Monday, 29 September 2008

Ogilvie cries, loses JREF challenge

Skepchick has footage of Derek Ogilvie losing the JREF $1m challenge: It was originally a documentary on UK channel 5. Ogilvie claims to be able to telepathically communicate with children and babies and the tests are designed to allow him to demonstrate this.

It is absolutely side-splitting from start to finish.

It is hilarious when the first child hates him and refuses to speak to him. His inability to deal with children is bizarre considering his line of work, but also hilarious. There is more hilarity when he becomes increasingly desperate and his behaviour increasingly erratic. He is clearly cold-reading, which he obviously finds 'difficult' (read 'impossible') without feedback (the parents are not present). In two cases, he decides that there's a problem with adjusting the car seat, which is a classic cold-reading technique. This is nearly as hilarious as the tears that roll down his face when he sees the results.

This latter might seem callous. Ogilvie seems sincere and to genuinely believe his claims, so it might seem churlish to derive pleasure from his being upset. That would be true if he didn't ignore all the evidence telling him that he's not psychic. It would be true if he didn't immediately (and predictably) make excuses for his failure, suddenly claiming that the tests he himself helped design were unfair, and didn't go straight back to selling books and performances despite his obvious and complete failure of the tests.

I'm sure he believes what he claims to believe, but when he's faced with overwhelming evidence to the contrary and ignores it, he's crossing the line between delusion and willful ignorance.

So I'll continue to find his distress hilarious for now.

The only part of the documentary that leaves a mildly nasty taste in my mouth is the end. Ogilvie has activity in his brain measured while claiming to connect telepathically with a child. The results show unusually high levels of activity in parts of his brain used for emotion and the conclusion is that the activity can't be explained at the moment and is consistent with what he claims about his abilities. That would seem to be true, but the show doesn't point out that it is entirely irrelevant. All it shows is that he enters some kind of state when he's doing his thing. It doesn't validate his claims in any way. I wish the show had made this clearer. It seemed that they were bending over backwards to provide some 'balance', which was just not necessary: he made some claims, they were tested fairly, he failed. That should have been the end of it. Who cares whether his brain shows unusual activity when we don't know how to interpret it? Of course, Ogilvie puts an enormously positive spin on this, even though it has not strengthened his case in the slightest.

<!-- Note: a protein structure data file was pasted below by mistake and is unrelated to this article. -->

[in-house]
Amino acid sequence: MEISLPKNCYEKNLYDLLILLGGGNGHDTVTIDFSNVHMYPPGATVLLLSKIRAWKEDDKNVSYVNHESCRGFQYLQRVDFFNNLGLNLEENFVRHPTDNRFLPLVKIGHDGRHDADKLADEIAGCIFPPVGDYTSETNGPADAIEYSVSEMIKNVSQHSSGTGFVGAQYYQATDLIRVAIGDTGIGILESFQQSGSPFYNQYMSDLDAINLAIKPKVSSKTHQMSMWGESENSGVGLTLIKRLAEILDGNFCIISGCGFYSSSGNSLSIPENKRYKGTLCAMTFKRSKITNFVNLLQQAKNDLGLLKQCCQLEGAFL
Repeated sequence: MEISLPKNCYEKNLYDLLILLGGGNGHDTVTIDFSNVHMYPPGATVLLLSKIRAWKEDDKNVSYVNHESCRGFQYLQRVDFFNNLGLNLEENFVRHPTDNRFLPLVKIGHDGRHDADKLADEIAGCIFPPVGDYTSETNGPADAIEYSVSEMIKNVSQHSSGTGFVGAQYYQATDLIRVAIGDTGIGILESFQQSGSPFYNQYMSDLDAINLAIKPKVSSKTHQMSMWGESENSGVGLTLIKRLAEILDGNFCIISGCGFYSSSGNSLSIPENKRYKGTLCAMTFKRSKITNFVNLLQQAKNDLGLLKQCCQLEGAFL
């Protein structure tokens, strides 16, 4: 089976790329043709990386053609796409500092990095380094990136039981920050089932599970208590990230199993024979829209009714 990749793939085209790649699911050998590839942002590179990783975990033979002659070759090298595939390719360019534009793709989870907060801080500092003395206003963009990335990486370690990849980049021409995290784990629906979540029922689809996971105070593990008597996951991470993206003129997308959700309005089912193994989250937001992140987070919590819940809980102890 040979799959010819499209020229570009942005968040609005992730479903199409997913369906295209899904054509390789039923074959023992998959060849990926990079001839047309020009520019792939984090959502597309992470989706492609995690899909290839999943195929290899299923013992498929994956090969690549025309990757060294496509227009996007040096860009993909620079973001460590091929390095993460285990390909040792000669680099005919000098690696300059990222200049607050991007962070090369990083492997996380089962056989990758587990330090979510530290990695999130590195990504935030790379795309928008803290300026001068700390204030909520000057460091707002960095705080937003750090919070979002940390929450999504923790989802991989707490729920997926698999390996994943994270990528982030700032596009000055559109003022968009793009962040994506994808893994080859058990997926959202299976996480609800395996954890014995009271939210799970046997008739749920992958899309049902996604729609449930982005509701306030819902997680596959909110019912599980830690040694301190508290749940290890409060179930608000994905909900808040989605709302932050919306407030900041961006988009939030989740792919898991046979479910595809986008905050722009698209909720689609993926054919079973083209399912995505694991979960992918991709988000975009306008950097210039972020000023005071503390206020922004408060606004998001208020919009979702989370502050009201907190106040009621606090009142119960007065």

The documentary finishes with Ogilvie claiming that he'll take the test again. I'm not going to hold my breath. He knows he can say things like that and get clean away with not following them up. Throughout, Ogilvie comes across as sincerely believing in his claimed abilities and as deluded rather than fraudulent. I almost felt sorry for him, until I remembered what he did (and continues to do, despite his failure) for a living. I'm not alone in wishing he could have learned from the experience, to let go of his delusion and move into the real world, but he may be too far gone. That is what Ogilvie should be weeping about.

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